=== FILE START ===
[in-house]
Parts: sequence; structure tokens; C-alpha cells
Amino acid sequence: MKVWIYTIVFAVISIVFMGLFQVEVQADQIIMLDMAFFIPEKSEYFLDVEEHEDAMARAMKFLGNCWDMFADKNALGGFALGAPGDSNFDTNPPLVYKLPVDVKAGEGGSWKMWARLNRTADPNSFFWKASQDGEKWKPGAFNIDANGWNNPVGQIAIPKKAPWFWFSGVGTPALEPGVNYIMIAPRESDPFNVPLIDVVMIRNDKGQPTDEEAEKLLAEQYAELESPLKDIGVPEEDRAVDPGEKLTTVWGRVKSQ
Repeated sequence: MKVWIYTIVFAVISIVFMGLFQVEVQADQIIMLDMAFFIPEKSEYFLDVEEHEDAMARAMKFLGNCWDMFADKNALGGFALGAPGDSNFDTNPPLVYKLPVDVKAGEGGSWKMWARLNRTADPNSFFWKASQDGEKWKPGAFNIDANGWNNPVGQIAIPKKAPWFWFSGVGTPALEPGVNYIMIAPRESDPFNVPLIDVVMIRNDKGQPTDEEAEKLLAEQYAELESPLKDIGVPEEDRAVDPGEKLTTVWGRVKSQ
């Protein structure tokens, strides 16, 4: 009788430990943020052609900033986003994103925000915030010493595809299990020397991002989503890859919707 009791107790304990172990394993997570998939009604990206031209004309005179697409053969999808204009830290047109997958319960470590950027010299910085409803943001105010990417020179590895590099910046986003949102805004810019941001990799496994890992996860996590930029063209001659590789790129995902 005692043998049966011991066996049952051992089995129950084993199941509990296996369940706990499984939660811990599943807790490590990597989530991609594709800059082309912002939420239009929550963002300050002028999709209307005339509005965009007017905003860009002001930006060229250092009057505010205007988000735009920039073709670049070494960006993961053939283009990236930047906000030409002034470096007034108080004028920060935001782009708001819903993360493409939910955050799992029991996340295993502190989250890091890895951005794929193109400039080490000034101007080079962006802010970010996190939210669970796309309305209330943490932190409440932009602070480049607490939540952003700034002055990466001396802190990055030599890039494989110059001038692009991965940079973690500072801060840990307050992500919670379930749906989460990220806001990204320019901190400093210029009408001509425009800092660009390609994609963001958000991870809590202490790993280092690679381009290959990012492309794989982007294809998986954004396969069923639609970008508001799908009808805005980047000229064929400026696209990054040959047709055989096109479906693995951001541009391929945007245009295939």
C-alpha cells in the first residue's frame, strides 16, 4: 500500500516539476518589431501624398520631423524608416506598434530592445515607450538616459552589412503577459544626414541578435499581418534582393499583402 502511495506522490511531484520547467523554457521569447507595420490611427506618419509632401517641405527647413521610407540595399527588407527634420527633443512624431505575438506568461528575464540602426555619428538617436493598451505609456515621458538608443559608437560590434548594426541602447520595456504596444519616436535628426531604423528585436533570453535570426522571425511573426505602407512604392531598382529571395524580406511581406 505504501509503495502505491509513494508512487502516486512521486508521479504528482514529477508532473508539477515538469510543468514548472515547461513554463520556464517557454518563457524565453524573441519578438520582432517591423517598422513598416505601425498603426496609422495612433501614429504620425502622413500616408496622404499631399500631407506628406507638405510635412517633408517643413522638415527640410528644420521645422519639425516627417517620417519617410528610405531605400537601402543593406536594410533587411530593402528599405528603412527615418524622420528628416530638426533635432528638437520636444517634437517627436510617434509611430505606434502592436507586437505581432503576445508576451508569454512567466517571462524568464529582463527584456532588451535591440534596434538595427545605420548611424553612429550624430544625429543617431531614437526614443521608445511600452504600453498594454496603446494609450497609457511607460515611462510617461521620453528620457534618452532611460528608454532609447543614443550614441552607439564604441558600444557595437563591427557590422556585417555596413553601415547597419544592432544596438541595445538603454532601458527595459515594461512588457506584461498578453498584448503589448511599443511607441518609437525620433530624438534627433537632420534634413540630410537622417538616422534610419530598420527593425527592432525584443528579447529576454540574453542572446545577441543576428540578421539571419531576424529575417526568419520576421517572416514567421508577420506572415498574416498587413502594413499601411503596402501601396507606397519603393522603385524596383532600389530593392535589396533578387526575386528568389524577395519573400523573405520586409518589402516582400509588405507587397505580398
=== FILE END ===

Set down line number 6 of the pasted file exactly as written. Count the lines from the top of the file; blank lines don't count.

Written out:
C-alpha cells in the first residue's frame, strides 16, 4: 500500500516539476518589431501624398520631423524608416506598434530592445515607450538616459552589412503577459544626414541578435499581418534582393499583402 502511495506522490511531484520547467523554457521569447507595420490611427506618419509632401517641405527647413521610407540595399527588407527634420527633443512624431505575438506568461528575464540602426555619428538617436493598451505609456515621458538608443559608437560590434548594426541602447520595456504596444519616436535628426531604423528585436533570453535570426522571425511573426505602407512604392531598382529571395524580406511581406 505504501509503495502505491509513494508512487502516486512521486508521479504528482514529477508532473508539477515538469510543468514548472515547461513554463520556464517557454518563457524565453524573441519578438520582432517591423517598422513598416505601425498603426496609422495612433501614429504620425502622413500616408496622404499631399500631407506628406507638405510635412517633408517643413522638415527640410528644420521645422519639425516627417517620417519617410528610405531605400537601402543593406536594410533587411530593402528599405528603412527615418524622420528628416530638426533635432528638437520636444517634437517627436510617434509611430505606434502592436507586437505581432503576445508576451508569454512567466517571462524568464529582463527584456532588451535591440534596434538595427545605420548611424553612429550624430544625429543617431531614437526614443521608445511600452504600453498594454496603446494609450497609457511607460515611462510617461521620453528620457534618452532611460528608454532609447543614443550614441552607439564604441558600444557595437563591427557590422556585417555596413553601415547597419544592432544596438541595445538603454532601458527595459515594461512588457506584461498578453498584448503589448511599443511607441518609437525620433530624438534627433537632420534634413540630410537622417538616422534610419530598420527593425527592432525584443528579447529576454540574453542572446545577441543576428540578421539571419531576424529575417526568419520576421517572416514567421508577420506572415498574416498587413502594413499601411503596402501601396507606397519603393522603385524596383532600389530593392535589396533578387526575386528568389524577395519573400523573405520586409518589402516582400509588405507587397505580398